by Amy Newmark
We’ve all heard that we can reduce our chances of suffering from dementia in our golden years by eating right, maintaining our cardiovascular fitness through aerobic activities and weight training and by exercising our brains.
How do we exercise our brains? Well, it’s not just by doing crossword puzzles. Yes, crossword puzzles are good, but according to Dr. Marie Pasinski, a Harvard Medical School neurologist who wrote our book, Chicken Soup for the Soul: Boost Your Brain Power, they are more of a routine occupation than a brain exercise. Exercising your brain means doing things that are new and different such as learning to play a musical instrument or visiting a foreign country, and everyday things like volunteering and having an active social life.
Dr. Pasinski included an essay by Jennie Ivey called “Get Out of That Rut” in the book. It provides some practical, easy ideas for waking up our brains as we go about our daily activities. I’ve tried a couple of the suggestions already: shopping at different grocery stores and using my left hand to do things like brushing my teeth. Here are a few more of Jennie’s ways to stimulate your brain:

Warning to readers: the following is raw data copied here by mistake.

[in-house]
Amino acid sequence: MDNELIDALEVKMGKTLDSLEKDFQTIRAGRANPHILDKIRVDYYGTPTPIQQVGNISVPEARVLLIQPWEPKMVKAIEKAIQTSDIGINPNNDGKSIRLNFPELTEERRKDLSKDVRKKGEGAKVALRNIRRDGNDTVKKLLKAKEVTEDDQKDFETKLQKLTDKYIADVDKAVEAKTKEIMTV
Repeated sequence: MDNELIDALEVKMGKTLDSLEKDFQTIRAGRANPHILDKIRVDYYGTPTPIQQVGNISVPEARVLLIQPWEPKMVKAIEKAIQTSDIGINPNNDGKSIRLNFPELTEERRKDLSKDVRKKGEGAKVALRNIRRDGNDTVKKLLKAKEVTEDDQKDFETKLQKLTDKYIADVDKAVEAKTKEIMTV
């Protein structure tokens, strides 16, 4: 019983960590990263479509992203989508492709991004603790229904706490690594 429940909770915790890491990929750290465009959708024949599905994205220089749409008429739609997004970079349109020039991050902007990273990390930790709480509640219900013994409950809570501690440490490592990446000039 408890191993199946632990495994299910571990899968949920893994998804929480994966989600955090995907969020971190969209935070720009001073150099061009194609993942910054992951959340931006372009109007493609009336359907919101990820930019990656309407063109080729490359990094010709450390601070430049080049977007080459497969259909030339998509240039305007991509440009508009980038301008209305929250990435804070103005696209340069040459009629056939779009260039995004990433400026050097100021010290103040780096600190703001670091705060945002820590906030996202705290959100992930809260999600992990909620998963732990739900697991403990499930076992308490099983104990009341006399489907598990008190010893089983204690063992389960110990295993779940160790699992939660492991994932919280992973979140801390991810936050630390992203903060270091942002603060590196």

- Tie your shoelaces a different way.
- Watch a television show that’s broadcast in a foreign language.
- Drive to work using a different route.
- Reverse the order in which you read the newspaper.
- Get dressed in the dark.
- Thread your belt through the loops in the opposite direction.
- Put your earrings on in reverse order.
- Kick a soccer ball with your non-dominant foot.
- Walk backwards for 100 steps.
Charles Dickens, who was a prolific writer his whole life, said, “Minds, like bodies, will often fall into a pimpled, ill-conditioned state from mere excess of comfort.” And that’s the message I take away from Dr. Pasinski’s book. We have to make our brains uncomfortable, so that they stretch and adapt and create new neural pathways. It is so tempting to fall into a rut and follow the same patterns of behavior day after day. I know I enjoy my routines, but at age 56 I don’t want to get too comfortable. So if you see a little toothpaste on my shirt, you’ll know I’ve been trying to brush left-handed again.